“The next time I saw you was when you were in Auckland, at the penal colony. I had to get you out of there somehow, and thankfully, Owen agreed to my plan, after much dispute, of course. I talked him into giving me permission to retrieve you, and when I was there, as you were welding something, I planned on introducing myself as your mother. I thought better of it, though, because I was afraid that you’d refuse my offer. You would probably think I was a loon, fresh from some deep space mission with no human contact for years upon years. Well, in a way, that was true. I was very detached from the real world then. I had learned to create my own in order to get through each day. I’m sure that if a psychologist had taken a look at me then, they would have declared me unfit for duty, a risk to myself. I couldn’t let anyone find out how separated I was from everything at the time, especially you. So, I simply asked you to come aboard, and you’ve been a wonderful asset to our crew since then. I was finally able to come out of my shell when we were pulled into the Delta Quadrant. I woke up and saw that my crew was at stake, their lives were on the line, and I was the one to protect them. So I shed my past grievances; I accepted the present instead of remaining in the past. The problem was, thought, it took me all this time to tell you this. I wish I would’ve told you sooner, Tom. My life have been filled with so many mistakes that I brought upon myself. It could have been much easier if I had only opened my eyes.”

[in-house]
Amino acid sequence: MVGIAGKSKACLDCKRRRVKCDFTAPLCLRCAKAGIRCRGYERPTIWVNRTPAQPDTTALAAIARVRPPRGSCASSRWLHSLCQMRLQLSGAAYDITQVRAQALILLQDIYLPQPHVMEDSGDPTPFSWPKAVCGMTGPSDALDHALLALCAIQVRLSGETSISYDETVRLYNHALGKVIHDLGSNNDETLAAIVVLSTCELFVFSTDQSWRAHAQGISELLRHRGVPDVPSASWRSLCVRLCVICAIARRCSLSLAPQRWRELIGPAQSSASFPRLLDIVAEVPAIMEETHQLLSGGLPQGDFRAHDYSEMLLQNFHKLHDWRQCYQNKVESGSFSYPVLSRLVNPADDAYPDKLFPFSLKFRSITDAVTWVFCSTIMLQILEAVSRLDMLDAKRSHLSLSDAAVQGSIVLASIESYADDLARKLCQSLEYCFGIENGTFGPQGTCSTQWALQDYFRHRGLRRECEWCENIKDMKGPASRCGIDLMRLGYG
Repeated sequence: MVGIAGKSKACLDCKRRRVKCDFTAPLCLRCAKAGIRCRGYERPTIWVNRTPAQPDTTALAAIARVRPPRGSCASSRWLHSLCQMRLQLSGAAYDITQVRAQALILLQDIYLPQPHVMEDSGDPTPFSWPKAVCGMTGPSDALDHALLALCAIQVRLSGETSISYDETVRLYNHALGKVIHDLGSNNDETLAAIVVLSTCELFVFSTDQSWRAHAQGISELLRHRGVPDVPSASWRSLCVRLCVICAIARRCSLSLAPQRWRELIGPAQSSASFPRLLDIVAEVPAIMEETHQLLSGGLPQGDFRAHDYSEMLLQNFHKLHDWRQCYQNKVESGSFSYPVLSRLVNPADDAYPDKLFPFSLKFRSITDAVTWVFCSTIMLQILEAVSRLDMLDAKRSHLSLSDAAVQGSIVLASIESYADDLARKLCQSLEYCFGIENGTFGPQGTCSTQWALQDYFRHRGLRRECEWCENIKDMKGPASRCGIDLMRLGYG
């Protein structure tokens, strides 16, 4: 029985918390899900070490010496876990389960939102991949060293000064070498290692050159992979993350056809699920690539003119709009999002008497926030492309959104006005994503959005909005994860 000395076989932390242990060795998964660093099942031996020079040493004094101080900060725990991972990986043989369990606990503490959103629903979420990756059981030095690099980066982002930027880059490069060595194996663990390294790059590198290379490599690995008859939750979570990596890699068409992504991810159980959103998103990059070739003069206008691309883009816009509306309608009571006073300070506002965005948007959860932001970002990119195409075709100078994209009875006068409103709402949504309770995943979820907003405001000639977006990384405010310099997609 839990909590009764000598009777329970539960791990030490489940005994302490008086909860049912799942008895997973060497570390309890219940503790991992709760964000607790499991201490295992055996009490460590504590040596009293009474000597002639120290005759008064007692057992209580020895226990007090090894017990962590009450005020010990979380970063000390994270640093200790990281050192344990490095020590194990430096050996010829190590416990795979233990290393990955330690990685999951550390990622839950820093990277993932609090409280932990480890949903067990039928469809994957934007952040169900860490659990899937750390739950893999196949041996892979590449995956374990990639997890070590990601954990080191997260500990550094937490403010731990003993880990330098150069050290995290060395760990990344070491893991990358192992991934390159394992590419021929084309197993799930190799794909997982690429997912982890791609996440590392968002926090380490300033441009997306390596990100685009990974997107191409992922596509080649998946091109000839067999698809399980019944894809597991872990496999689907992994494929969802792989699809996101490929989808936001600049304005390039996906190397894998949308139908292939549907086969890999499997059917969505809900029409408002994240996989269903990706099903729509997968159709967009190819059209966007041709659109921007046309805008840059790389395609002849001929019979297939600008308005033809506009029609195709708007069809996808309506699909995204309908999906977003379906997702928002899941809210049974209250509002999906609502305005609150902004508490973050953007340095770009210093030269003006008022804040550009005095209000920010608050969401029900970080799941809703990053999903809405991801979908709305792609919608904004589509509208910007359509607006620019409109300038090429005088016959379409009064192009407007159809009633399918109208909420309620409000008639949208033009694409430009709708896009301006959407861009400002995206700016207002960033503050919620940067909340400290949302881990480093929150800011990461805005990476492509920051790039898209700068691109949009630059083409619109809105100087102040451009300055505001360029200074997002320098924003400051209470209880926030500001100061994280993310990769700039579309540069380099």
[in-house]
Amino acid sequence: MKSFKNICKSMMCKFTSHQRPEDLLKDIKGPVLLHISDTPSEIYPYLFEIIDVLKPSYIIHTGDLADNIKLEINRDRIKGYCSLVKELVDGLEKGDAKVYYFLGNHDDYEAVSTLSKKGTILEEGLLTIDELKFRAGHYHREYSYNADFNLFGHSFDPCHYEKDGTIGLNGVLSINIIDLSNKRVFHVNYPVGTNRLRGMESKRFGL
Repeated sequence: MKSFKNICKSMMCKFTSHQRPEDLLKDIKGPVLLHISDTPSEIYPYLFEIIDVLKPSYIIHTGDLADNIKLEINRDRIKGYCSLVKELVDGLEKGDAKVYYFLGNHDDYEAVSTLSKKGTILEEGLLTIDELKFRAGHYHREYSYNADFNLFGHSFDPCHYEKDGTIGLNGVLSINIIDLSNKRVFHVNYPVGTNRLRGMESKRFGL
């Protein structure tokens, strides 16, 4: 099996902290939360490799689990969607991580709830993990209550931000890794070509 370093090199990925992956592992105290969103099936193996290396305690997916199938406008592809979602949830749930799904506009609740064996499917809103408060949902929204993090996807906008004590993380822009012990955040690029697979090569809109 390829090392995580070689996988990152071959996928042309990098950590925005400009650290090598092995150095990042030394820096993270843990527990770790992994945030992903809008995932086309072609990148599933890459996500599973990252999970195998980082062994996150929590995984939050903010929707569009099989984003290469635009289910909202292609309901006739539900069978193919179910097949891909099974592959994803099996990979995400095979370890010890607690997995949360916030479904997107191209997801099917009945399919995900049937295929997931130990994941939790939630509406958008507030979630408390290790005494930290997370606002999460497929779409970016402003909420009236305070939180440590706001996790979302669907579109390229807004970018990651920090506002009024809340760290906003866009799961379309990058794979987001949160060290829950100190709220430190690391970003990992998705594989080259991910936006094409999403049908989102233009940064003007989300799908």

“I ruined your life. I’m so sorry for that,” Tom murmured. “I can’t even imagine the pain I caused you.”
“No, don’t be,” she said and put a hand on his. “It wasn’t your fault. You deserved better, Tom. I’m the one who’s sorry. I could have given you my love, but I was young and naive. My priority was to my career when it should have been to you, and I was foolish enough to give you up.”
“But you probably wouldn’t be here now, telling me this, if you had kept me. You wouldn’t have this ship, you wouldn’t have asked me to be the pilot, and for all we know, you could have died.”